Gogol’s The Mysterious Portrait & “The Cloak”

Gogol’s The Mysterious Portrait & “The Cloak”

1) Choose a Quote from The Mysterious Portrait
— Quote: Your quote should consist of 3-5 sentences. A quote longer than 3-5 sentences should be condensed to include only the most pertinent sections. Please remember: the length of your quotation does not count toward your word count. Place the quote at the top of your postbefore you begin your discussion and analysis.

2) Discuss and analyze the topic according to the directions below (350-400 words)
— Discuss and analyze: After introducing your quote, you must then discuss and analyze how the passage represents copying in comparison to how The Cloak represents copying. Your chosen passage should allow you to analyze copying in precise and specific waysnot in broad generalizations. Your critical discussion must be 350-400 words.

Both passages can be found here: [ https://www.gutenberg.org/files/1197/1197-h/1197-h.htm#link2H_4_0026 ]

In this discussion board, you will analyze a specific passage from Gogols The Mysterious Portrait that engages with some aspect of copying and other related themes such as imitation, duplication, and/or doubling. Through close reading and comparative analysis, you will analyze how the passage from The Mysterious Portrait represents copying in comparison to how The Cloak represents copying. Do the stories express similar or different attitudes towards copying? Note that even The Cloak expresses multiple, and potentially contradictory, attitudes towards copying.

In our world, copies are everywhere. Copies are duplicates, reproductions, and imitations; copies can be textual, visual, and/or electronic. Our phones and computers can take screenshots–copies of a screen. Cameras can quickly and easily take photos or videos–copies of reality. Most offices today have a copy machine that can create copies of papers or can scan original documents, making an electronic PDF copy of the physical object. In the nineteenth century, when Nikolai Gogol was writing, the technology of copying was very different. In Gogols The Cloak, for example, the protagonist Akakiy Akakievitchs job is to make copies of reports and letters by hand–there is no office copier machine. In Gogols The Mysterious Portrait, artists paint their models by copying their faces onto canvases–there is no easily accessible camera to do the job. Although copying documents by hand and painting portraits may seem to be quite different tasks, they engage with similar issues of reproduction, labor, authenticity, originality, and individuality.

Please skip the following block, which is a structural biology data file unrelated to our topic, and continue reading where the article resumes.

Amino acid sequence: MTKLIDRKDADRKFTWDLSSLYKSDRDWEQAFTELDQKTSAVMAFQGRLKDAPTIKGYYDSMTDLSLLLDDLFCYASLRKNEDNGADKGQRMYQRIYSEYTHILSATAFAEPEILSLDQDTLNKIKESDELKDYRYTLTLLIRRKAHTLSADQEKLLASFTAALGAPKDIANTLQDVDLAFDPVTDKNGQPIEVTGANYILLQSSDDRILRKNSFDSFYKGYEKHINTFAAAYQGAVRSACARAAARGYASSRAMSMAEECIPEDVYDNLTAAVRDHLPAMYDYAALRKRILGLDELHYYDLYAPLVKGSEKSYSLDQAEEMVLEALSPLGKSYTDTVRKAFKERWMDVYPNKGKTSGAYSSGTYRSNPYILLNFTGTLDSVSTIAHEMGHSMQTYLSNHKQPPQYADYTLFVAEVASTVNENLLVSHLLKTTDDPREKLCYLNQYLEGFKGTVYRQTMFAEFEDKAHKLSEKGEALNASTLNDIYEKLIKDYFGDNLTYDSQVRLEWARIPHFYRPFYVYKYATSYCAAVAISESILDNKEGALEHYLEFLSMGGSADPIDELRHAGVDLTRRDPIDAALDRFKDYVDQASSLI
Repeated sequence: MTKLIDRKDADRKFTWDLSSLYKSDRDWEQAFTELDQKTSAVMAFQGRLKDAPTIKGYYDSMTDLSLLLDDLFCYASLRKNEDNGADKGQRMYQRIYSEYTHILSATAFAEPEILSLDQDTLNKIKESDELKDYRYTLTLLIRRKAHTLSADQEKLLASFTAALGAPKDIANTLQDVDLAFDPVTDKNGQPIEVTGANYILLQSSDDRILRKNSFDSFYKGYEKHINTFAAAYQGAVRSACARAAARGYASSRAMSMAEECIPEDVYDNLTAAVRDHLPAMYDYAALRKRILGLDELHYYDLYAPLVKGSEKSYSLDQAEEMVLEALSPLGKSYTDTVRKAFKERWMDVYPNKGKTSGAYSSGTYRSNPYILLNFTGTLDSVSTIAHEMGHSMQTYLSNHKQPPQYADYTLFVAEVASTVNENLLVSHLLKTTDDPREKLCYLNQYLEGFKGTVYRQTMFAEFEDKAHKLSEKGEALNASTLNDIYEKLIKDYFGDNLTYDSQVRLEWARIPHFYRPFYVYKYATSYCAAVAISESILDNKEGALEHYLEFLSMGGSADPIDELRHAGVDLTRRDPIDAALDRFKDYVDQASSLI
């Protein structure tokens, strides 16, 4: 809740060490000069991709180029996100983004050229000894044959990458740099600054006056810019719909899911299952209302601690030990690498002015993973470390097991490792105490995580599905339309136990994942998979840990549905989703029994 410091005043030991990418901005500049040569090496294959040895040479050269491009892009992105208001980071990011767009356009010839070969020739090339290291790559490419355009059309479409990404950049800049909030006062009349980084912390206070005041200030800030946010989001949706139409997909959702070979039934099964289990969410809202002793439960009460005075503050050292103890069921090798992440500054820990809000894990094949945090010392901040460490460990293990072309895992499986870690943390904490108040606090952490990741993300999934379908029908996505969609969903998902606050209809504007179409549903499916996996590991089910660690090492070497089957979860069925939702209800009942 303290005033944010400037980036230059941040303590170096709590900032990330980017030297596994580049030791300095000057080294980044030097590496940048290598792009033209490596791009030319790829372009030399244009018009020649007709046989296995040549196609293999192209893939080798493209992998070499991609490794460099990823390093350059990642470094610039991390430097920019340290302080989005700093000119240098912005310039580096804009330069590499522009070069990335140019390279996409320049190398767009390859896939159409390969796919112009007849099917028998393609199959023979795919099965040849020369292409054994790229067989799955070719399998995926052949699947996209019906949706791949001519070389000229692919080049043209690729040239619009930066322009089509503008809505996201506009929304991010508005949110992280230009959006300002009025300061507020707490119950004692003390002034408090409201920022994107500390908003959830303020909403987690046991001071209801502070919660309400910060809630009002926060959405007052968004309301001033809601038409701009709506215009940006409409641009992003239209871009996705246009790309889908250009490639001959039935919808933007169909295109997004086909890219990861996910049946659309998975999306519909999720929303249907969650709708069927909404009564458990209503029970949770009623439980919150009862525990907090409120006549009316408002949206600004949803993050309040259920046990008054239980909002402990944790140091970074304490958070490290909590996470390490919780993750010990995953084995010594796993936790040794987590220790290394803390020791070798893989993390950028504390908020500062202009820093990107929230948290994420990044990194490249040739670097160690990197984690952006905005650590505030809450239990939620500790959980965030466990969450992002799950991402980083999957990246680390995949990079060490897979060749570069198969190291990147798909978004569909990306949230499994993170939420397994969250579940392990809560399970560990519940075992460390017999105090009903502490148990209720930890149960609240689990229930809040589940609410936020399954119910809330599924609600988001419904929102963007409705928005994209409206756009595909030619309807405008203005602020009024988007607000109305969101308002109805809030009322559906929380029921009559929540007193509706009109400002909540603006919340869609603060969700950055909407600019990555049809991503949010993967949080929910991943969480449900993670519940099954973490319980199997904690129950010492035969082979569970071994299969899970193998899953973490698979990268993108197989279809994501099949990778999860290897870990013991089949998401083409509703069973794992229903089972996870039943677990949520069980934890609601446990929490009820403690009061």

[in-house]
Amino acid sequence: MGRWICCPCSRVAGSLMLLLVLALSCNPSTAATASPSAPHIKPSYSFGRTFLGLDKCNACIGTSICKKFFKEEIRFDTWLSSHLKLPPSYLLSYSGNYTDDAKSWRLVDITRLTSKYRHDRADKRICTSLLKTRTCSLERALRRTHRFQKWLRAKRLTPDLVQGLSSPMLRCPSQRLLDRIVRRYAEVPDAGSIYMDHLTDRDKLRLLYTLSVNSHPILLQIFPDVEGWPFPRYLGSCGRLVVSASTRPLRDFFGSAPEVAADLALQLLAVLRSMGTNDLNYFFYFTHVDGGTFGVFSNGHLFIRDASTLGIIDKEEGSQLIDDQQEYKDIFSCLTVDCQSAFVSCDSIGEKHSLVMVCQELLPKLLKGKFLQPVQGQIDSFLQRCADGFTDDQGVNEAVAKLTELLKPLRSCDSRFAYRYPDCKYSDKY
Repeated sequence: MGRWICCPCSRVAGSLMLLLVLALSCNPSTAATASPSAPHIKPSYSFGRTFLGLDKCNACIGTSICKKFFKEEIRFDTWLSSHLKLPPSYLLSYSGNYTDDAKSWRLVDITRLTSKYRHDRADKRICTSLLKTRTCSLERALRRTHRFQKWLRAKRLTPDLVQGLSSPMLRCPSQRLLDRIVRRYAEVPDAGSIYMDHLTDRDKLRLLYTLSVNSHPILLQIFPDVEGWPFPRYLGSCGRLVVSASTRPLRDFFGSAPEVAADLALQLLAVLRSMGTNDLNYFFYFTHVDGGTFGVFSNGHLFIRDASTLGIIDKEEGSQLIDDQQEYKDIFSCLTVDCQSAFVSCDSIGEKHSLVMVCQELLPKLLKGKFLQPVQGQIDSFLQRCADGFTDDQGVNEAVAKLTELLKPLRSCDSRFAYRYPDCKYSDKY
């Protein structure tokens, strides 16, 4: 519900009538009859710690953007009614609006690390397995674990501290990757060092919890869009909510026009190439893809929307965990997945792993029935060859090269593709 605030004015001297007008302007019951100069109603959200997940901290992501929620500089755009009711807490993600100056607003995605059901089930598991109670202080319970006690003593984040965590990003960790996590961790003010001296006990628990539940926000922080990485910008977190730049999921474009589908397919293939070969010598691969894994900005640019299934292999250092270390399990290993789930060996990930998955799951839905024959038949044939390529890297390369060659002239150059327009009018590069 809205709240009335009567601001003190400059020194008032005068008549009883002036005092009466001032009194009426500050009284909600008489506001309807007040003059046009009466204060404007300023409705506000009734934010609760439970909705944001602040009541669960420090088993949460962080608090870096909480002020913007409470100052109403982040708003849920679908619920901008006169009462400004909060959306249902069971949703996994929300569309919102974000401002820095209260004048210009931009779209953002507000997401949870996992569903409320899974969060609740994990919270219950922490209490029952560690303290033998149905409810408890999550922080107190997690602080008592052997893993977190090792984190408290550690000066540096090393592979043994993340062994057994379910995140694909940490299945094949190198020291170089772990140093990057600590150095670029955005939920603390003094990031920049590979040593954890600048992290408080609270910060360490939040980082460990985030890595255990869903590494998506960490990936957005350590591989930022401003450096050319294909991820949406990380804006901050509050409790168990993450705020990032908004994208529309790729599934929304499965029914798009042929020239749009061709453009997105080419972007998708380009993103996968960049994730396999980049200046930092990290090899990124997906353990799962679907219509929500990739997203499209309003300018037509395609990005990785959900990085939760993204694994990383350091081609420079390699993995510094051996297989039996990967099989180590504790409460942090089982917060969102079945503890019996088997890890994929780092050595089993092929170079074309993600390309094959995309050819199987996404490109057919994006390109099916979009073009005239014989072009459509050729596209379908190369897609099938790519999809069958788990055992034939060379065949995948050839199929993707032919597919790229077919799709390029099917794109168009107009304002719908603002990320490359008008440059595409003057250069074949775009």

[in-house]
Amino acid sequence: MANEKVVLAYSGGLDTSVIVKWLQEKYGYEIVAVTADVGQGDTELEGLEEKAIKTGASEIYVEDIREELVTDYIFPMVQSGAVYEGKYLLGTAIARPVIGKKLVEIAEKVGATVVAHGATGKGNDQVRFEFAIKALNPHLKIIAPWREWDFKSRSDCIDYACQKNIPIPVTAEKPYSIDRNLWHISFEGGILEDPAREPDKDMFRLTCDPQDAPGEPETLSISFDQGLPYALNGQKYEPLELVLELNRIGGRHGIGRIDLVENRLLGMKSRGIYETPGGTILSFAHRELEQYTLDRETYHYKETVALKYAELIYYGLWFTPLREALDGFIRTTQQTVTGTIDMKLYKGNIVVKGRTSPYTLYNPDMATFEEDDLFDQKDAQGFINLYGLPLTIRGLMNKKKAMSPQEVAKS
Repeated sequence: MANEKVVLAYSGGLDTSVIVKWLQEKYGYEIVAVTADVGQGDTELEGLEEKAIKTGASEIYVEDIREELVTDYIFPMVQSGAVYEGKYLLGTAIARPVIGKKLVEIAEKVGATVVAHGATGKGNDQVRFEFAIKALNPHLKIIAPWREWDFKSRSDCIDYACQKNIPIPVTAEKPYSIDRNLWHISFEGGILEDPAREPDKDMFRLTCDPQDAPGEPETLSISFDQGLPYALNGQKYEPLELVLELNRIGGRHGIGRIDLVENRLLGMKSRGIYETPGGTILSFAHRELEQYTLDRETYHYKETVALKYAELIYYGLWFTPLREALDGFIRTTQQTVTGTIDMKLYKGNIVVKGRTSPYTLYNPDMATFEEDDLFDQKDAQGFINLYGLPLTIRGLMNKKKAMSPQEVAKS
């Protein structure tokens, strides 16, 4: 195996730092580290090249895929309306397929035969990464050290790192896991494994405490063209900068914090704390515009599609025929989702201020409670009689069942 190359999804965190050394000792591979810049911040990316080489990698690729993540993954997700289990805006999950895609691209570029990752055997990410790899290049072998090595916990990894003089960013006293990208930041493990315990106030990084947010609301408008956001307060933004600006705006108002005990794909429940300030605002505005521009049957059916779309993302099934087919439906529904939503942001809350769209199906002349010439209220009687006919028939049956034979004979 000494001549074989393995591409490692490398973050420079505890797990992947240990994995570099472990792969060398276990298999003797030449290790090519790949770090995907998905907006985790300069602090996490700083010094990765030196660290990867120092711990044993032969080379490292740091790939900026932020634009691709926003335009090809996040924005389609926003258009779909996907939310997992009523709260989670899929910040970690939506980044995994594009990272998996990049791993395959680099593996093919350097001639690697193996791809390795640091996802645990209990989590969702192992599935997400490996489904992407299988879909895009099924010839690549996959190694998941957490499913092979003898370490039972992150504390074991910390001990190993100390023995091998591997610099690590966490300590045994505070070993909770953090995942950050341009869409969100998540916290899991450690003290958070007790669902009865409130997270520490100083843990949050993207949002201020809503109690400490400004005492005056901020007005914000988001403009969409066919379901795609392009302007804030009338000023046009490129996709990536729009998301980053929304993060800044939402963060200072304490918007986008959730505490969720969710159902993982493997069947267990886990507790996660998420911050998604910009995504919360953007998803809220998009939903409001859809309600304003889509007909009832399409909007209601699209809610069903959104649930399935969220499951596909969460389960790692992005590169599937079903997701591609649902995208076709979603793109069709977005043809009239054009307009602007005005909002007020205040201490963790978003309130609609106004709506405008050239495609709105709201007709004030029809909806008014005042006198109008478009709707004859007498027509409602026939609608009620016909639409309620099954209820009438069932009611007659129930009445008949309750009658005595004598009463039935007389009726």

This post asks you to practice close reading and comparative analysis–to put The Mysterious Portrait in conversation with The Cloak. While the video lectures on Gogol touch on the issue of copying within The Cloak, lets briefly review how copying is represented in that story. When a boss tries to reward[] Akakiy with something more important than mere copying, Akakiy is stressed and responds that he prefers copying. The boss assumes that mere copying is a lesser task–less important, less interesting, less respected–than creating something more original. But Akakiy enjoys copying, and hes good at it. He even does it at home for his own gratification. In the face of ridicule from others (including sometimes the narrator), Akakiy embraces positive aspects of copying: preference, pleasure, and mastery. Interestingly, although Akakiy copies the content of a document, each copy he creates bears a slight mark of originality and individuality: his unique handwriting. The official that quickly replaces Akakiy possesses different handwriting than Akakiy: with a handwriting by no means so upright, but more inclined and slanting. The Cloak, therefore, complicates the idea that copies are inherently devoid of originality. How does The Mysterious Portrait respond to some of the same questions about copying that The Cloak grapples with? Do characters in The Mysterious Portrait seem to agree with Akakiy about copying, or do they seem to adopt a position closer to Akakiys coworkers?